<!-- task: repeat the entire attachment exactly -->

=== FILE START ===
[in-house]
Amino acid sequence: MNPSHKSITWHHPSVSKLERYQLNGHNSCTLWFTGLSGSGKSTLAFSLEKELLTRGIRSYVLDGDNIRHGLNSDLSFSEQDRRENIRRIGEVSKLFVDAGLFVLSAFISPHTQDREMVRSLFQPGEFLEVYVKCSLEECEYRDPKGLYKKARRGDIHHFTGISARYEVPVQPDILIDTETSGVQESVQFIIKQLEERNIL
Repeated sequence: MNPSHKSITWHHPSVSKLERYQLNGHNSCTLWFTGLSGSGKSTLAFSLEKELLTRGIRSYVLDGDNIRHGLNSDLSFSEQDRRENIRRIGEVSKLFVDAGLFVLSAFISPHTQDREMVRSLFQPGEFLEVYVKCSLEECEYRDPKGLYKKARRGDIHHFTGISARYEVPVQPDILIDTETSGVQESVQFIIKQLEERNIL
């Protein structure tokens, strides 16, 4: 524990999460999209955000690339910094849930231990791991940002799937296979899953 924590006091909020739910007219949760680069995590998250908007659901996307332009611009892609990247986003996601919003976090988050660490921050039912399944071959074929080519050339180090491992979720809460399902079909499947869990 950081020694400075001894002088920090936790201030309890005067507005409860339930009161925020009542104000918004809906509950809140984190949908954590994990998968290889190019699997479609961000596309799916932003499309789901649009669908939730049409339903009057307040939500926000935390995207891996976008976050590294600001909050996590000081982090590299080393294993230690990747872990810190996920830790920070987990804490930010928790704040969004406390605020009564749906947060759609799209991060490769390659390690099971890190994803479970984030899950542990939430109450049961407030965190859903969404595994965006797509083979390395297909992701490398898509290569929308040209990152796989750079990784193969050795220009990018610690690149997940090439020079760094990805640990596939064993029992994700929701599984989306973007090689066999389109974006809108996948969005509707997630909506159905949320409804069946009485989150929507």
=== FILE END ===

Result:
[in-house]
Amino acid sequence: MNPSHKSITWHHPSVSKLERYQLNGHNSCTLWFTGLSGSGKSTLAFSLEKELLTRGIRSYVLDGDNIRHGLNSDLSFSEQDRRENIRRIGEVSKLFVDAGLFVLSAFISPHTQDREMVRSLFQPGEFLEVYVKCSLEECEYRDPKGLYKKARRGDIHHFTGISARYEVPVQPDILIDTETSGVQESVQFIIKQLEERNIL
Repeated sequence: MNPSHKSITWHHPSVSKLERYQLNGHNSCTLWFTGLSGSGKSTLAFSLEKELLTRGIRSYVLDGDNIRHGLNSDLSFSEQDRRENIRRIGEVSKLFVDAGLFVLSAFISPHTQDREMVRSLFQPGEFLEVYVKCSLEECEYRDPKGLYKKARRGDIHHFTGISARYEVPVQPDILIDTETSGVQESVQFIIKQLEERNIL
């Protein structure tokens, strides 16, 4: 524990999460999209955000690339910094849930231990791991940002799937296979899953 924590006091909020739910007219949760680069995590998250908007659901996307332009611009892609990247986003996601919003976090988050660490921050039912399944071959074929080519050339180090491992979720809460399902079909499947869990 950081020694400075001894002088920090936790201030309890005067507005409860339930009161925020009542104000918004809906509950809140984190949908954590994990998968290889190019699997479609961000596309799916932003499309789901649009669908939730049409339903009057307040939500926000935390995207891996976008976050590294600001909050996590000081982090590299080393294993230690990747872990810190996920830790920070987990804490930010928790704040969004406390605020009564749906947060759609799209991060490769390659390690099971890190994803479970984030899950542990939430109450049961407030965190859903969404595994965006797509083979390395297909992701490398898509290569929308040209990152796989750079990784193969050795220009990018610690690149997940090439020079760094990805640990596939064993029992994700929701599984989306973007090689066999389109974006809108996948969005509707997630909506159905949320409804069946009485989150929507």